Nonnegative Matrix Factorization and Hash Bit Selection Based on Collaborative Neurodynamic Optimization


Student thesis: Doctoral Thesis

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Award date31 Aug 2021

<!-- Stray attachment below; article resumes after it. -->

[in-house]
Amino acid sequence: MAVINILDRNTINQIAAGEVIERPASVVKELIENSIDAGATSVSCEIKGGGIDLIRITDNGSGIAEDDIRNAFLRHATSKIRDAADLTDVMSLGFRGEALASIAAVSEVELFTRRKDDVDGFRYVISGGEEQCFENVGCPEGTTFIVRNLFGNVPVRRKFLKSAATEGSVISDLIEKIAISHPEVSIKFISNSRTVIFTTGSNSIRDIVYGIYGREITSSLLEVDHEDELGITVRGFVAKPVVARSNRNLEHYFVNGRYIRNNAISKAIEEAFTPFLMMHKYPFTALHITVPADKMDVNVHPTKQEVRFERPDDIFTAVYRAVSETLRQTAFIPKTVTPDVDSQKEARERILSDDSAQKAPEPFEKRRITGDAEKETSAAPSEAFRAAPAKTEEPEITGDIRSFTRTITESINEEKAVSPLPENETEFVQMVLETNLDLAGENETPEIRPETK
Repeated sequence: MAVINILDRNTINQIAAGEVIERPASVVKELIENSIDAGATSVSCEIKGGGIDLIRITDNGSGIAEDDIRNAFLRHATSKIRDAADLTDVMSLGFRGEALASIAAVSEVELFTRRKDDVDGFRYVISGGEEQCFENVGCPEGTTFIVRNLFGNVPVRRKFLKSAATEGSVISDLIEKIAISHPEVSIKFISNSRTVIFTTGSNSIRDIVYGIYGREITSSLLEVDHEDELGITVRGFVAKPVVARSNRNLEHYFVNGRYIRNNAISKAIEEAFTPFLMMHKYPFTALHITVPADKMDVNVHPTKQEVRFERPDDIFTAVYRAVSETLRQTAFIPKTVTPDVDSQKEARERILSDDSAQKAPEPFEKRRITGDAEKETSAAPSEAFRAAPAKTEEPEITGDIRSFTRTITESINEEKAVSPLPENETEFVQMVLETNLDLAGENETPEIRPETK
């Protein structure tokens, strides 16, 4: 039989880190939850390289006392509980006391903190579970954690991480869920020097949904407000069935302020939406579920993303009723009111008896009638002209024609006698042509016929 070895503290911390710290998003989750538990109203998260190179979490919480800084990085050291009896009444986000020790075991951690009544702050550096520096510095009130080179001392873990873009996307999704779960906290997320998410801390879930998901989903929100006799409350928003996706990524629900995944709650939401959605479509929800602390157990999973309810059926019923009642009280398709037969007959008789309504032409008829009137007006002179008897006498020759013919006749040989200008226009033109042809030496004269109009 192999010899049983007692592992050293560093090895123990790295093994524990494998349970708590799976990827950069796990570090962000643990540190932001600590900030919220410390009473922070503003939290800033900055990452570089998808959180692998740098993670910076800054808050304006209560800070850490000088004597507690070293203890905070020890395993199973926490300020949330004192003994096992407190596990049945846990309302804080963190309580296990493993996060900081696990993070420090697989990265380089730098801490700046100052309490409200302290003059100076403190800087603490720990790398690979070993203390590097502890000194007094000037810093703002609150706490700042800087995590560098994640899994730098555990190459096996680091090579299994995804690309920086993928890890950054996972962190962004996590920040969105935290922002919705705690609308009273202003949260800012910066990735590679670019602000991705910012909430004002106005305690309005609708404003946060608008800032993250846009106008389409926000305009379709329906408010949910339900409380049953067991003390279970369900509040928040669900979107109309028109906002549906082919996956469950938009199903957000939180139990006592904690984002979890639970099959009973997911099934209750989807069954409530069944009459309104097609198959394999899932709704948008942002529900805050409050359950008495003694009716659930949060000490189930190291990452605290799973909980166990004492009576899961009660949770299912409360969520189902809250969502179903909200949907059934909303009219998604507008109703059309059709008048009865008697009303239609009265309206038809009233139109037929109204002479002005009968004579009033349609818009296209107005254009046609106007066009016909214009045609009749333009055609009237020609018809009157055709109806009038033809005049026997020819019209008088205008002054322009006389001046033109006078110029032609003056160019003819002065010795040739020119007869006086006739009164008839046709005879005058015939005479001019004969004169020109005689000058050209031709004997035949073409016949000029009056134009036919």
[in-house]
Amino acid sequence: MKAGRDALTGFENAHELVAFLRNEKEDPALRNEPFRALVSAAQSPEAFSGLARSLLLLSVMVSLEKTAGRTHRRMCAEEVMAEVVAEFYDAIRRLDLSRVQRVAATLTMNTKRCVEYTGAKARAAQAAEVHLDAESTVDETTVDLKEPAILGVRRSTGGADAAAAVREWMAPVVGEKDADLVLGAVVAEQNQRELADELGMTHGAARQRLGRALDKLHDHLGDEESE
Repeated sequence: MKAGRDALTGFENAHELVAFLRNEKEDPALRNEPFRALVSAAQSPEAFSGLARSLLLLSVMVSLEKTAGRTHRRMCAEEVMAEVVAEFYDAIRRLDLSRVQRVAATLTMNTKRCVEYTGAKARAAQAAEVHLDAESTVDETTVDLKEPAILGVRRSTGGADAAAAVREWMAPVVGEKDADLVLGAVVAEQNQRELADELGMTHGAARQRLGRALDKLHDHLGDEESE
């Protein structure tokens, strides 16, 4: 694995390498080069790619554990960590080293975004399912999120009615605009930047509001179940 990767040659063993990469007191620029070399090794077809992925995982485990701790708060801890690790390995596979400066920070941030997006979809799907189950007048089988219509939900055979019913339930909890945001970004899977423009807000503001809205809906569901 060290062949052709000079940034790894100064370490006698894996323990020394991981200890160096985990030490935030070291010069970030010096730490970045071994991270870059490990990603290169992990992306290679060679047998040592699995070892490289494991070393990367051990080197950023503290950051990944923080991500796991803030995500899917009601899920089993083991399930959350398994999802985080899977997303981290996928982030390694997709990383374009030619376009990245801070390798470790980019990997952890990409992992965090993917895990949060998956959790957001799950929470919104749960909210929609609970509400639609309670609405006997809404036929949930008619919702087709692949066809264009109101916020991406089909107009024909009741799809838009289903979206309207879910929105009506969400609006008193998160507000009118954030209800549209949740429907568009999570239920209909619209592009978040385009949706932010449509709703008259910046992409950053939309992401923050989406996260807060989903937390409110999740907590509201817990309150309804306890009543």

Due to the explosive growth of data, the storage capacity and computational efficiency of a given computing resource bring huge challenges to the task. Nonnegative matrix factorization (NMF) and hash bit selection (HBS) are two important dimension-reduction techniques in modern data analysis. However, the problems and their variations are hard to solve due to their combinatorial natures. This thesis presents collaborative neurodynamic approaches (CNO) to sparse nonnegative matrix factorization, Boolean matrix factorization, and hash bit selection. In the first part of the thesis, sparse NMF is equivalently reformulated as a mixed-integer optimization problem with sparsity as binary constraints. A discrete neurodynamic optimization approach is applied to solve the reformulated problem. In the second part, the performance of four commonly used mutation operators on CNO is empirically studied. In the third part, CNO with projection neural networks is applied for solving the HBS problem by equivalently reformulating the problem as a quadratic constraint quadratic programming problem. In the fourth part, CNO with discrete Hopfield networks is applied to the HBS problem by directly searching in the discrete solution space. In the fifth part, CNO with Boltzmann machines is applied to solve the Boolean matrix factorization problem. The stability and the convergence of the algorithms are theoretically characterized. Experimental results on benchmark datasets are discussed to demonstrate the superior performance of the proposed approaches to state-of-the-art methods.